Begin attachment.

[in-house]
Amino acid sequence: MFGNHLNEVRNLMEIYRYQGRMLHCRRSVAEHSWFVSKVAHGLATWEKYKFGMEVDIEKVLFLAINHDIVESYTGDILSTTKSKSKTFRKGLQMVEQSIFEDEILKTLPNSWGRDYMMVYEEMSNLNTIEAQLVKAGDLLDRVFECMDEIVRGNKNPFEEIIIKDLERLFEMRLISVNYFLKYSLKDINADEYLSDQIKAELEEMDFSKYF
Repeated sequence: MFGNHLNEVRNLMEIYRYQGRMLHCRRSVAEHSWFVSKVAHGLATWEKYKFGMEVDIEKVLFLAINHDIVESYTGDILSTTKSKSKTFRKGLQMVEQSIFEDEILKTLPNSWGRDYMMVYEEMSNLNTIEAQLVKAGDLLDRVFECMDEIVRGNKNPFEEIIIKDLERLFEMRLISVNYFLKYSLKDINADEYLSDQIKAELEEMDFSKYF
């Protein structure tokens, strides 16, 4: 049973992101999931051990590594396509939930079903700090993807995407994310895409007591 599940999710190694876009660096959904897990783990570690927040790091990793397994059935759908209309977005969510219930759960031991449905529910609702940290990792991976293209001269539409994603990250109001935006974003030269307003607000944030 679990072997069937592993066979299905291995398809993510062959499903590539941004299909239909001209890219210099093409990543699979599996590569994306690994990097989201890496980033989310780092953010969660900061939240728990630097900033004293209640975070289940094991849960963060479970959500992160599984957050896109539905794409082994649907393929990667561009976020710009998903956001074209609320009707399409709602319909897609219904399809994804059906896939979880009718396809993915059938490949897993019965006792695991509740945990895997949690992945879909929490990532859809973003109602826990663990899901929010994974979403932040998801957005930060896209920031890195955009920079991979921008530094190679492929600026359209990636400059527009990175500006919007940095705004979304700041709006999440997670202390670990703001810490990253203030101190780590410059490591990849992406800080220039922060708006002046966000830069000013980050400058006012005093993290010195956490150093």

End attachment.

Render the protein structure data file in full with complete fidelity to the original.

[in-house]
Amino acid sequence: MFGNHLNEVRNLMEIYRYQGRMLHCRRSVAEHSWFVSKVAHGLATWEKYKFGMEVDIEKVLFLAINHDIVESYTGDILSTTKSKSKTFRKGLQMVEQSIFEDEILKTLPNSWGRDYMMVYEEMSNLNTIEAQLVKAGDLLDRVFECMDEIVRGNKNPFEEIIIKDLERLFEMRLISVNYFLKYSLKDINADEYLSDQIKAELEEMDFSKYF
Repeated sequence: MFGNHLNEVRNLMEIYRYQGRMLHCRRSVAEHSWFVSKVAHGLATWEKYKFGMEVDIEKVLFLAINHDIVESYTGDILSTTKSKSKTFRKGLQMVEQSIFEDEILKTLPNSWGRDYMMVYEEMSNLNTIEAQLVKAGDLLDRVFECMDEIVRGNKNPFEEIIIKDLERLFEMRLISVNYFLKYSLKDINADEYLSDQIKAELEEMDFSKYF
């Protein structure tokens, strides 16, 4: 049973992101999931051990590594396509939930079903700090993807995407994310895409007591 599940999710190694876009660096959904897990783990570690927040790091990793397994059935759908209309977005969510219930759960031991449905529910609702940290990792991976293209001269539409994603990250109001935006974003030269307003607000944030 679990072997069937592993066979299905291995398809993510062959499903590539941004299909239909001209890219210099093409990543699979599996590569994306690994990097989201890496980033989310780092953010969660900061939240728990630097900033004293209640975070289940094991849960963060479970959500992160599984957050896109539905794409082994649907393929990667561009976020710009998903956001074209609320009707399409709602319909897609219904399809994804059906896939979880009718396809993915059938490949897993019965006792695991509740945990895997949690992945879909929490990532859809973003109602826990663990899901929010994974979403932040998801957005930060896209920031890195955009920079991979921008530094190679492929600026359209990636400059527009990175500006919007940095705004979304700041709006999440997670202390670990703001810490990253203030101190780590410059490591990849992406800080220039922060708006002046966000830069000013980050400058006012005093993290010195956490150093």